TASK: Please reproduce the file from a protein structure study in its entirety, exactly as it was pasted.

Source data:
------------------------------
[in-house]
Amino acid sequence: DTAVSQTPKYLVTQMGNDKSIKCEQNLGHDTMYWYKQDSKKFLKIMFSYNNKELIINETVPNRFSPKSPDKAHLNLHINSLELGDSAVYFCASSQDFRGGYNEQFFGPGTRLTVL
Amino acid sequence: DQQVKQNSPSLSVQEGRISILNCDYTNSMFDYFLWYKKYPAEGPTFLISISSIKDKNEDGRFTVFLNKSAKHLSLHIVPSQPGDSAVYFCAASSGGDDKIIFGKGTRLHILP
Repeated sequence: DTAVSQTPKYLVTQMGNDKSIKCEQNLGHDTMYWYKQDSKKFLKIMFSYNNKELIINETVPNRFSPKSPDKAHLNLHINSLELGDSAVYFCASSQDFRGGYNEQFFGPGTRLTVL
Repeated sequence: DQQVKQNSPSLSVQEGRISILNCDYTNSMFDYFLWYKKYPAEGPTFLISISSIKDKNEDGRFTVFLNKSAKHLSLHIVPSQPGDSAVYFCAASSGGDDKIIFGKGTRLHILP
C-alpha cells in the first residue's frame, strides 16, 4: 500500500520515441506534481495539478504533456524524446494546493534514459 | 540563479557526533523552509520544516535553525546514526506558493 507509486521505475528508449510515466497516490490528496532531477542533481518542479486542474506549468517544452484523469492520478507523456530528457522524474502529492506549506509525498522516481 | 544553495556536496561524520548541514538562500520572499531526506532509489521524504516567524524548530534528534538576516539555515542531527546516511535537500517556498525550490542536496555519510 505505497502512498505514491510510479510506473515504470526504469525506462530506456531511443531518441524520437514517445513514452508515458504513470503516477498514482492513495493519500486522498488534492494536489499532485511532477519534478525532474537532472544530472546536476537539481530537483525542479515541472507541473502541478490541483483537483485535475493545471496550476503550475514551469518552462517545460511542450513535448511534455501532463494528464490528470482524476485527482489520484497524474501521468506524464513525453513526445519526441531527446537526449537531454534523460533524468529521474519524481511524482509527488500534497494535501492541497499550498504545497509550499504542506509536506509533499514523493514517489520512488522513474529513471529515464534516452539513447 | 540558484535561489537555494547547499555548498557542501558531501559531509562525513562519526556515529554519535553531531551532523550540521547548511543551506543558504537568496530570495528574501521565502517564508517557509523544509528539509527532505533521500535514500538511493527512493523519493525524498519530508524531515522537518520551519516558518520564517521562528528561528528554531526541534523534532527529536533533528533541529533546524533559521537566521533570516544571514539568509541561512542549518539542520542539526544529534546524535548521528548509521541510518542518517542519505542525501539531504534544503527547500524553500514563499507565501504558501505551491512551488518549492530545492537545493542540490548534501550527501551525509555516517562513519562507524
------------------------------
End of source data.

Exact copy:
[in-house]
Amino acid sequence: DTAVSQTPKYLVTQMGNDKSIKCEQNLGHDTMYWYKQDSKKFLKIMFSYNNKELIINETVPNRFSPKSPDKAHLNLHINSLELGDSAVYFCASSQDFRGGYNEQFFGPGTRLTVL
Amino acid sequence: DQQVKQNSPSLSVQEGRISILNCDYTNSMFDYFLWYKKYPAEGPTFLISISSIKDKNEDGRFTVFLNKSAKHLSLHIVPSQPGDSAVYFCAASSGGDDKIIFGKGTRLHILP
Repeated sequence: DTAVSQTPKYLVTQMGNDKSIKCEQNLGHDTMYWYKQDSKKFLKIMFSYNNKELIINETVPNRFSPKSPDKAHLNLHINSLELGDSAVYFCASSQDFRGGYNEQFFGPGTRLTVL
Repeated sequence: DQQVKQNSPSLSVQEGRISILNCDYTNSMFDYFLWYKKYPAEGPTFLISISSIKDKNEDGRFTVFLNKSAKHLSLHIVPSQPGDSAVYFCAASSGGDDKIIFGKGTRLHILP
C-alpha cells in the first residue's frame, strides 16, 4: 500500500520515441506534481495539478504533456524524446494546493534514459 | 540563479557526533523552509520544516535553525546514526506558493 507509486521505475528508449510515466497516490490528496532531477542533481518542479486542474506549468517544452484523469492520478507523456530528457522524474502529492506549506509525498522516481 | 544553495556536496561524520548541514538562500520572499531526506532509489521524504516567524524548530534528534538576516539555515542531527546516511535537500517556498525550490542536496555519510 505505497502512498505514491510510479510506473515504470526504469525506462530506456531511443531518441524520437514517445513514452508515458504513470503516477498514482492513495493519500486522498488534492494536489499532485511532477519534478525532474537532472544530472546536476537539481530537483525542479515541472507541473502541478490541483483537483485535475493545471496550476503550475514551469518552462517545460511542450513535448511534455501532463494528464490528470482524476485527482489520484497524474501521468506524464513525453513526445519526441531527446537526449537531454534523460533524468529521474519524481511524482509527488500534497494535501492541497499550498504545497509550499504542506509536506509533499514523493514517489520512488522513474529513471529515464534516452539513447 | 540558484535561489537555494547547499555548498557542501558531501559531509562525513562519526556515529554519535553531531551532523550540521547548511543551506543558504537568496530570495528574501521565502517564508517557509523544509528539509527532505533521500535514500538511493527512493523519493525524498519530508524531515522537518520551519516558518520564517521562528528561528528554531526541534523534532527529536533533528533541529533546524533559521537566521533570516544571514539568509541561512542549518539542520542539526544529534546524535548521528548509521541510518542518517542519505542525501539531504534544503527547500524553500514563499507565501504558501505551491512551488518549492530545492537545493542540490548534501550527501551525509555516517562513519562507524